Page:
Momentus (www.momentus.space), provider of in-space transportation services for satellites, today announced a launch service agreement with Singapore-based companies, NuSpace and Aliena. Momentus’ Vigoride orbital transfer vehicle will carry the NuX-1 3U nanosatellite to its final orbit, after launching onboard a SpaceX Falcon 9 rocket from Vandenberg, California during the first quarter of 2021.
NuX-1 will demonstrate autonomous orbit control maneuvers using Aliena’s ultra-low power miniature Hall-thruster. This is a first for CubeSats of that size. It will use NuSpace’s Attitude Determination and Control Systems (ADCS) for autonomous orbit control system. The nanosatellite will also carry an Internet-of-Things (IoT) payload for NuSpace and constitute the pathfinder for NuSpace’s planned IoT constellation.
The solution offered by Momentus provides orbit phasing for constellations that are launched from a single rocket. It reduces the propulsion requirements on satellites and reduces the amount of propellant, weight and cost of each satellite.
Momentus provides an accelerated way to rapidly populate and operationalize constellation services while reducing fuel requirements onboard miniature platforms.
Momentus raised $40M of equity funding, including a $25.5MM Series A in 2019. Momentus was incubated at YCombinator. Momentus employs new and proprietary technologies, including water plasma propulsion to enable revolutionary and affordable orbital shuttle services. A 16U demonstration mission, called El Camino Real, was launched and tested in 2019. Two demo missions of the Vigoride transfer vehicle will fly in 2020, paving the way for quarterly commercial missions from 2021 onward.
NuSpace and Aliena are spin-offs from research done respectively by the National University of Singapore (NUS) and the Nanyang Technological University (NTU). Together, they aim to address the upcoming demand for large smallsat constellations, providing an integrated smallsat solution that is able to perform autonomous orbit maintenance. NuSpace plans to roll out an IoT constellation of nanosatellites covering the equatorial belt first, before expanding to global coverage. Aliena will provide turn-key, compact and low power electric propulsion solutions for small and nano satellites that serve a plethora of services and applications.
Nextbigfuture Interviewed Momentus in Mid-2019
Efficiently Moving Satellites From Lower to Higher Orbits and to the Moon from Orbit
• Constellations of satellites are needed for applications such as remote sensing, internet from space or weather observation. However, these constellations require satellites to be deployed to multiple specific orbits. Currently, it is too expensive to use even low-cost reusable rockets to deliver satellites to every orbit.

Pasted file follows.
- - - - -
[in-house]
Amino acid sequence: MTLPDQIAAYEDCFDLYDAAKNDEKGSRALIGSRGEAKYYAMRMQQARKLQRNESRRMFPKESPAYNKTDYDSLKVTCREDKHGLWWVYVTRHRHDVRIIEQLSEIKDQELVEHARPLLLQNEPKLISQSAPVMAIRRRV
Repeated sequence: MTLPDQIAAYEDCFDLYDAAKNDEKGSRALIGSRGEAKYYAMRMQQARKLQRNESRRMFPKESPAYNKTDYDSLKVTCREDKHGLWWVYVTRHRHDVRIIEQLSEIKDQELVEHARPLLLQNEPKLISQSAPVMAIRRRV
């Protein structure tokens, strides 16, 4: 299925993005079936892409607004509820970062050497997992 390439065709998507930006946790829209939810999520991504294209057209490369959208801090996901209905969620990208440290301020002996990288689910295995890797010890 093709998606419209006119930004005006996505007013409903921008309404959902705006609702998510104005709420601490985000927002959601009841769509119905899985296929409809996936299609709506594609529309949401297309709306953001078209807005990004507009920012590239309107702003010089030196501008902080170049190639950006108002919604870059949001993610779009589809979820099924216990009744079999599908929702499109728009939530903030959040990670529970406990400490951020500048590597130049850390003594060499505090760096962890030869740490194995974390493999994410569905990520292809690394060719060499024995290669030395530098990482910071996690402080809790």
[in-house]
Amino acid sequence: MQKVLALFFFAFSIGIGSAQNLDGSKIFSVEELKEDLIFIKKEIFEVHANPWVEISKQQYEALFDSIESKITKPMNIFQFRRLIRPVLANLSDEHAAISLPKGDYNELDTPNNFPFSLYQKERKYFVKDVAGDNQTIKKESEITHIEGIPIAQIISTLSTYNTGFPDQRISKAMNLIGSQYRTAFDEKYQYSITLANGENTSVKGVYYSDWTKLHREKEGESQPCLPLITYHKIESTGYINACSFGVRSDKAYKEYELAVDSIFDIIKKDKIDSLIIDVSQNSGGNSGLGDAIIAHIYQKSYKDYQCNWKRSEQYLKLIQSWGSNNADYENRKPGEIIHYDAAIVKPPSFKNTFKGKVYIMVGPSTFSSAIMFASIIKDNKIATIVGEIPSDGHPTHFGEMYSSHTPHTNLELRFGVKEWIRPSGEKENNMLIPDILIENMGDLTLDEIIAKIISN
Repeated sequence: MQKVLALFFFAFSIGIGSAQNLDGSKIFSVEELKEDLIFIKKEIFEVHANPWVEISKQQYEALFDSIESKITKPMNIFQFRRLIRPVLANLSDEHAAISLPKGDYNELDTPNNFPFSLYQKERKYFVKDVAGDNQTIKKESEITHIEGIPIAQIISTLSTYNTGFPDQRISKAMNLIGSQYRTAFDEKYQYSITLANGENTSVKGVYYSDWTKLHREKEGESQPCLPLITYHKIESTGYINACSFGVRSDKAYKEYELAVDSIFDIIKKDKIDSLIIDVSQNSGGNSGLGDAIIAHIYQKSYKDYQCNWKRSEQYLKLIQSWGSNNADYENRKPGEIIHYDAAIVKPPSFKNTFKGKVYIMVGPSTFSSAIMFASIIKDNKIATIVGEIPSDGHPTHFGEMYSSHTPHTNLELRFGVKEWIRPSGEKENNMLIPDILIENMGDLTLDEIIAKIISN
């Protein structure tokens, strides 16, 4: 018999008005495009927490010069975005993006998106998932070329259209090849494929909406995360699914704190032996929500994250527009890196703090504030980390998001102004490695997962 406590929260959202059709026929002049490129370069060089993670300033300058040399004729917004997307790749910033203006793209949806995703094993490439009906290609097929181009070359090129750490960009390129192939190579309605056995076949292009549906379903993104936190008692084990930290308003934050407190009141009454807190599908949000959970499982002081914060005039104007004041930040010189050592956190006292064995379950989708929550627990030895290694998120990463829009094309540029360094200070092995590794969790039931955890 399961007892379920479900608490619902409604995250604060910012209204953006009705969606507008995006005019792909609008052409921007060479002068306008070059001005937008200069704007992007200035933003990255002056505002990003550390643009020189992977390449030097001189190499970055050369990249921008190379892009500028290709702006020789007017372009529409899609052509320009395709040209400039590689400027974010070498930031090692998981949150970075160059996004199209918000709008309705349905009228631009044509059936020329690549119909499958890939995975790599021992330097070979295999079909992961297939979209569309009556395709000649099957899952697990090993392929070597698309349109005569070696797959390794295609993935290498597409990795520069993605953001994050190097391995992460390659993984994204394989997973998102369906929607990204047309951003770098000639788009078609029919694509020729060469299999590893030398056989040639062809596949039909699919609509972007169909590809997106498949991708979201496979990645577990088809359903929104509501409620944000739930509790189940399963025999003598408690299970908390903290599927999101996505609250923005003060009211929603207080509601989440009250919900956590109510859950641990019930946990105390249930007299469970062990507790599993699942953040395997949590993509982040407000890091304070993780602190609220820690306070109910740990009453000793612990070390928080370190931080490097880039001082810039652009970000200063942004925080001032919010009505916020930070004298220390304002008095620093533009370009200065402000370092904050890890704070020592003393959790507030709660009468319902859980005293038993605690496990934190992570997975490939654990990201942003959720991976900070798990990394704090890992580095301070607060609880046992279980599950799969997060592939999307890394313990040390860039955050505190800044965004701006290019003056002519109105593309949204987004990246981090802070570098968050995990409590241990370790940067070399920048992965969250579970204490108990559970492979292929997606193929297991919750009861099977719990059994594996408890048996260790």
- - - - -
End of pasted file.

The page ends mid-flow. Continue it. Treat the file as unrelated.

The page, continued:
• To solve this problem, Momentus is providing a shuttle service for satellites. Large rockets deliver our shuttles loaded with satellites into an initial orbit. Our shuttles then transport these satellites the last mile to their target orbits. Our satellite shuttles are powered by water plasma engines which makes deploying the satellites two to three times cheaper.
• The Momentus team is comprised of young and experienced professionals from leading U.S. space companies and institutions including JPL, Penstate, Caltech, SpaceX, SSL and Busek
Updated 2020 Roadmap from Momentus
• 2020 is a big year for Momentus, as the Vigoride shuttle will fly two demo missions, paving the way for commercial missions from 2021 onward.
• The first ever water-powered microwave electro-thermal (MET) thruster was launched and tested in space on the El Camino Real mission in 2019.
• The first full-scale Vigoride test mission “Strait of Magellan” is planned for Q3 2020 on the Soyuz rocket.
• Another planned ride is titled “Amber Road” in December 2020 on the SpaceX dedicated rideshare mission.
• After demos are completed in Q3/Q4, quarterly launches will be available in 2021 and beyond.
– Small satellites (up to 250 kg)
– Lower Earth Orbit
– Satellites (up to 2,000 kg)
– Geosynchronous Orbit
– Lunar Orbit
Our shuttles, loaded with customer satellites, ride into space on either dedicated or
rideshare rockets. After the rocket reaches its initial orbit, they separate from the rocket and start their own journey to deliver each satellite to its individual orbit.
Currently their satellite shuttles are expendable, but in the future they will make them reusable. They plan to operate several types of satellite shuttles, each tailored to a specific mass and orbit capabilities.
SOURCES- Momentus, CEO email interview
Written By Brian Wang, Nextbigfuture.com. Contact blwang at gmail dot com
Brian Wang is a Futurist Thought Leader and a popular Science blogger with 1 million readers per month. His blog Nextbigfuture.com is ranked #1 Science News Blog. It covers many disruptive technology and trends including Space, Robotics, Artificial Intelligence, Medicine, Anti-aging Biotechnology, and Nanotechnology.
Known for identifying cutting edge technologies, he is currently a Co-Founder of a startup and fundraiser for high potential early-stage companies. He is the Head of Research for Allocations for deep technology investments and an Angel Investor at Space Angels.
A frequent speaker at corporations, he has been a TEDx speaker, a Singularity University speaker and guest at numerous interviews for radio and podcasts. He is open to public speaking and advising engagements.